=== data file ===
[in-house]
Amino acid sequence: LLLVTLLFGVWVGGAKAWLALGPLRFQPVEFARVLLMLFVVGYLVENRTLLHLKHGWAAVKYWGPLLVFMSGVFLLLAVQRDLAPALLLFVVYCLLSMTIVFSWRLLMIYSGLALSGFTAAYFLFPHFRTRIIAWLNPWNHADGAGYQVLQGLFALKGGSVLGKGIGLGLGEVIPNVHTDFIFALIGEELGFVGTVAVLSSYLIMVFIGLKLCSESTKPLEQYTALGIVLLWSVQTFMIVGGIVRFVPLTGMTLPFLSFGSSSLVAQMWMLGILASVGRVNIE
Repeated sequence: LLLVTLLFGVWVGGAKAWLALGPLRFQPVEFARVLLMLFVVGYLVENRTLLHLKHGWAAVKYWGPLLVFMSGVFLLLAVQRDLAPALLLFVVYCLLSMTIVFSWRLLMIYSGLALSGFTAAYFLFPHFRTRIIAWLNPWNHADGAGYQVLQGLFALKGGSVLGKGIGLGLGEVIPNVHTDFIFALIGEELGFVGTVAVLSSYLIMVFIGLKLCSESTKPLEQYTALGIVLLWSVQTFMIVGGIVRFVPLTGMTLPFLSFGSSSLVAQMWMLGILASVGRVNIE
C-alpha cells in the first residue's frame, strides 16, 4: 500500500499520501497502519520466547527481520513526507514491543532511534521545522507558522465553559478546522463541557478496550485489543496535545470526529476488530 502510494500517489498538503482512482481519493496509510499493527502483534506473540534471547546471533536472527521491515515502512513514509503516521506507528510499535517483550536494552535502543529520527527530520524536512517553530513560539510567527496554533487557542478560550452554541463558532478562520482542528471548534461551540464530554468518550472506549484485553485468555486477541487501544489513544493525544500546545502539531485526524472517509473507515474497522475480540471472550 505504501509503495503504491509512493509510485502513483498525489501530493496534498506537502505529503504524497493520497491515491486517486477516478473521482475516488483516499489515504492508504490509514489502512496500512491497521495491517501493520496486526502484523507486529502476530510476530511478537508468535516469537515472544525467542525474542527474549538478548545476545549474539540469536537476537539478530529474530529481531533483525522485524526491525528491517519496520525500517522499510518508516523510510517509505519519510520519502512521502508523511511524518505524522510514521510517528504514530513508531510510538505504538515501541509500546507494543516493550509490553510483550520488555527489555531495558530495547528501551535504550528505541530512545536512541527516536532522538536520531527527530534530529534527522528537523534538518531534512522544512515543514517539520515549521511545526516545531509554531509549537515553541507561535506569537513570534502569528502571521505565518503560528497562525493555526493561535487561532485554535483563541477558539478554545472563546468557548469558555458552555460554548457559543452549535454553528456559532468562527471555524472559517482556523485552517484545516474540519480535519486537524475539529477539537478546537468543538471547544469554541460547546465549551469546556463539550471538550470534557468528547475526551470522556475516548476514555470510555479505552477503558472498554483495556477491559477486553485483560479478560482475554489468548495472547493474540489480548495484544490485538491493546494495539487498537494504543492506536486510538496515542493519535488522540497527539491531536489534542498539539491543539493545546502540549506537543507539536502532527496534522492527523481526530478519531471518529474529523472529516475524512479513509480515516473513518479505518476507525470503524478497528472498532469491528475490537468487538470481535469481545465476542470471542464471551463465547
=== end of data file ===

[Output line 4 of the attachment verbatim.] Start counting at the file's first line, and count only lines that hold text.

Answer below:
C-alpha cells in the first residue's frame, strides 16, 4: 500500500499520501497502519520466547527481520513526507514491543532511534521545522507558522465553559478546522463541557478496550485489543496535545470526529476488530 502510494500517489498538503482512482481519493496509510499493527502483534506473540534471547546471533536472527521491515515502512513514509503516521506507528510499535517483550536494552535502543529520527527530520524536512517553530513560539510567527496554533487557542478560550452554541463558532478562520482542528471548534461551540464530554468518550472506549484485553485468555486477541487501544489513544493525544500546545502539531485526524472517509473507515474497522475480540471472550 505504501509503495503504491509512493509510485502513483498525489501530493496534498506537502505529503504524497493520497491515491486517486477516478473521482475516488483516499489515504492508504490509514489502512496500512491497521495491517501493520496486526502484523507486529502476530510476530511478537508468535516469537515472544525467542525474542527474549538478548545476545549474539540469536537476537539478530529474530529481531533483525522485524526491525528491517519496520525500517522499510518508516523510510517509505519519510520519502512521502508523511511524518505524522510514521510517528504514530513508531510510538505504538515501541509500546507494543516493550509490553510483550520488555527489555531495558530495547528501551535504550528505541530512545536512541527516536532522538536520531527527530534530529534527522528537523534538518531534512522544512515543514517539520515549521511545526516545531509554531509549537515553541507561535506569537513570534502569528502571521505565518503560528497562525493555526493561535487561532485554535483563541477558539478554545472563546468557548469558555458552555460554548457559543452549535454553528456559532468562527471555524472559517482556523485552517484545516474540519480535519486537524475539529477539537478546537468543538471547544469554541460547546465549551469546556463539550471538550470534557468528547475526551470522556475516548476514555470510555479505552477503558472498554483495556477491559477486553485483560479478560482475554489468548495472547493474540489480548495484544490485538491493546494495539487498537494504543492506536486510538496515542493519535488522540497527539491531536489534542498539539491543539493545546502540549506537543507539536502532527496534522492527523481526530478519531471518529474529523472529516475524512479513509480515516473513518479505518476507525470503524478497528472498532469491528475490537468487538470481535469481545465476542470471542464471551463465547